By Kyle Fillo and Doug Yearwood
Across Ontario, working-class tenants are suffering as a result of pest and bug infestations in their apartment complexes. After suffering in silence for years, in recent months tenants in places like Kingston and Toronto have started to organize and demand an end to infestation. The Communist Party of Canada (Ontario) recently adopted housing policies that include the call for expropriation of negligent landlords, who only deal with pests and bugs in piecemeal fashion, if at all. These important policies respond to the immediate needs of tenants, but if they are to be implemented, mass work needs to be done to serve tenants in need, and spread these ideas not only through tenant groups, but also unions and organized labour.
Through our organizing efforts with the Katarokwi Union of Tenants in Kingston, we’ve gotten an idea of the pest problem’s horrific scope in one city. From discussions with other tenant and housing advocates across Canada, we know that these conditions are the norm, and have been for years. We have seen ample evidence that the lives of thousands of Kingstonians have been completely overtaken dealing with pest infestations. On top of this, unaffordable rent is being charged for units unfit for human occupancy.
As a result, tenants are forced to live out of plastic bins, quarantining their belongings from infestation. They sleep in horror, knowing the bugs get worse at night. We’ve spoken to one parent whose children refuse to eat or drink anything in their homes, for fear that it’s contaminated with bugs. Another parent was left wondering what to do after their child was bitten by a rat. This is the state of rental housing in the province.
However, tenants are beginning to fight back. People living in the dozens of infested buildings owned by Homestead Land Holdings, Kingston’s largest landlord, are organizing a campaign to achieve systematic pest removal in all buildings, rather than the completely ineffective unit-by-unit treatments currently undertaken. Additionally, amid deplorable living conditions and landlord harassment, tenants in Golden Equity buildings around Toronto are exercising their tenant power. They’re demanding necessary changes and maintenance to, at the very least, ensure healthy, happy living conditions for them and their families, in one of the world’s most unhinged rental markets.
While these individual movements are an excellent first step, what we really need is a coordinated, militant, nationwide, worker-led housing movement to reclaim the human right of housing through publicly owned, democratic housing solutions. With many municipal and provincial elections coming in 2022, we need to support platforms that will hire more bylaw and property standards officers, to hold slumlords to task over their ruthless negligence.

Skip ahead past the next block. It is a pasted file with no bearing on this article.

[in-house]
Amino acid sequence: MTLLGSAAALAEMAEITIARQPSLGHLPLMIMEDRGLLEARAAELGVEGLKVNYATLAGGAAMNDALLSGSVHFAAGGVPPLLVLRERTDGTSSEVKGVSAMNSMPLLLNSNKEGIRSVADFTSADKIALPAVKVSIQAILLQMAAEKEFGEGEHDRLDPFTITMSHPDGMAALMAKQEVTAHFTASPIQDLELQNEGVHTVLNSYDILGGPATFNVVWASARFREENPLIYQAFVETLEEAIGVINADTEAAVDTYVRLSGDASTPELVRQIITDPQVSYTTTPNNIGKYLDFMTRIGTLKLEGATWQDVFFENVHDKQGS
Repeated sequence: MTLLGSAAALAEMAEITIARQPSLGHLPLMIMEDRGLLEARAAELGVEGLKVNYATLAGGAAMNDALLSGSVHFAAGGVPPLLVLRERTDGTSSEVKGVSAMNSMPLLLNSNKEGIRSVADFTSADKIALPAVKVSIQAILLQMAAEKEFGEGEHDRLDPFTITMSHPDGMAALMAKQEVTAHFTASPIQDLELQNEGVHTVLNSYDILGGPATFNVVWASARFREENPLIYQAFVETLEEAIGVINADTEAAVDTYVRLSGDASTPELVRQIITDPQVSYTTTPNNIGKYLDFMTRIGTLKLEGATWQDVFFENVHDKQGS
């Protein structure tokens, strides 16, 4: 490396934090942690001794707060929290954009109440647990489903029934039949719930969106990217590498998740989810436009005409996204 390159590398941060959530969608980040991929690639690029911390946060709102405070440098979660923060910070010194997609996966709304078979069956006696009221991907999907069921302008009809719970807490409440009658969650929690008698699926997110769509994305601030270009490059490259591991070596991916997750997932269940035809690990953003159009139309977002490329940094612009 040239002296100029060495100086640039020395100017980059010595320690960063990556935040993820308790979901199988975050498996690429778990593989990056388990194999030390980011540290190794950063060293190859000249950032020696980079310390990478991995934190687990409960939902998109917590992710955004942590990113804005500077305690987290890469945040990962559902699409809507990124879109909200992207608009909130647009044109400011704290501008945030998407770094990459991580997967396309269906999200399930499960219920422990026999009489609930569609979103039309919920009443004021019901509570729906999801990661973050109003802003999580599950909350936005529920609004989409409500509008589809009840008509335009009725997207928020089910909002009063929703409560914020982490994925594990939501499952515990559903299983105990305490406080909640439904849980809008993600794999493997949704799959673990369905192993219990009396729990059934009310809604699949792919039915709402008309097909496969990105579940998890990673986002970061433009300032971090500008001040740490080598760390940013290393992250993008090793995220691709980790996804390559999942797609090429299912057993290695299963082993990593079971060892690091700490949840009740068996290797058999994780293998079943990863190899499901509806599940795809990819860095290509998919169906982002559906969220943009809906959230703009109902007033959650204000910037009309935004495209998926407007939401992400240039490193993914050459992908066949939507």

Furthermore, while the immediate and systemic eradication of all pests is our primary goal, achieving this goal requires education on how pest problems come about. Tenants are almost universally blamed for their own pest problems, despite the fact that these pest infestations are structural problems brought on by institutional disregard for tenants’ livelihoods. Pest removal is a multi-million-dollar industry, and both landlords and exterminators are financially incentivized to do the bare minimum: it keeps pest control coming back, and it is less taxing on the landlord’s pockets. Pests exist primarily in deteriorated buildings, having found their way in through cracks in the foundation or via people coming in and out of buildings. To a certain extent they are normal and expected, but the problem is compounded when no proactive approach is taken and when tenants are individualized and shamed for pests existing in their unit.
At its convention in November 2021, the Communist Party of Canada (Ontario) adopted a series of housing supported policies that, if adopted as law, would give tenants more power to deal with the bed bug and pest infestations plaguing the rental market. This includes the expropriation of buildings owned by negligent and absent landlords and those who fail to upkeep their property. Thousands of these buildings exist across the country, in which Canadian workers and their children face the daily physical and mental torture of defending their homes and belongings against infestations. Any caring government must prioritize swift retribution for those producing and perpetuating this myriad of inhumane living arrangements.
Working-class tenants harbour shame over infestations and are slandered as dirty and irresponsible by landlords and even other tenants, as powerful interests shift the blame to individuals they see as powerless. We are not powerless. We are only divided. There’s no shame in having bed bugs or pests. Pests and bugs exist solely as a result of improper maintenance and can only be resolved systematically. We must shame those forcing people to live with them, and unite to eradicate pests from our homes, and landlords from our lives. Ultimately, expropriation of neglectful landlords is an effective way of combating this issue.
The Communist Party’s policies are an important step in the right direction. However, people cannot wait idly for an idealized future, and must get involved in other people’s struggles today, to serve the interests of our shared communities and materialize a future for the people. The Party’s policies will resonate more with those who we have served, those who have put in the work to turn potential into reality. This is why unionized workers must bring these struggles into their unions, from the local and regional, to provincial and federal levels. Organized working class power has historically played an important role in developing progressive housing policy, and we must channel these past successes to construct possibilities in the present.
[Photo: KingstonTenants Twitter]
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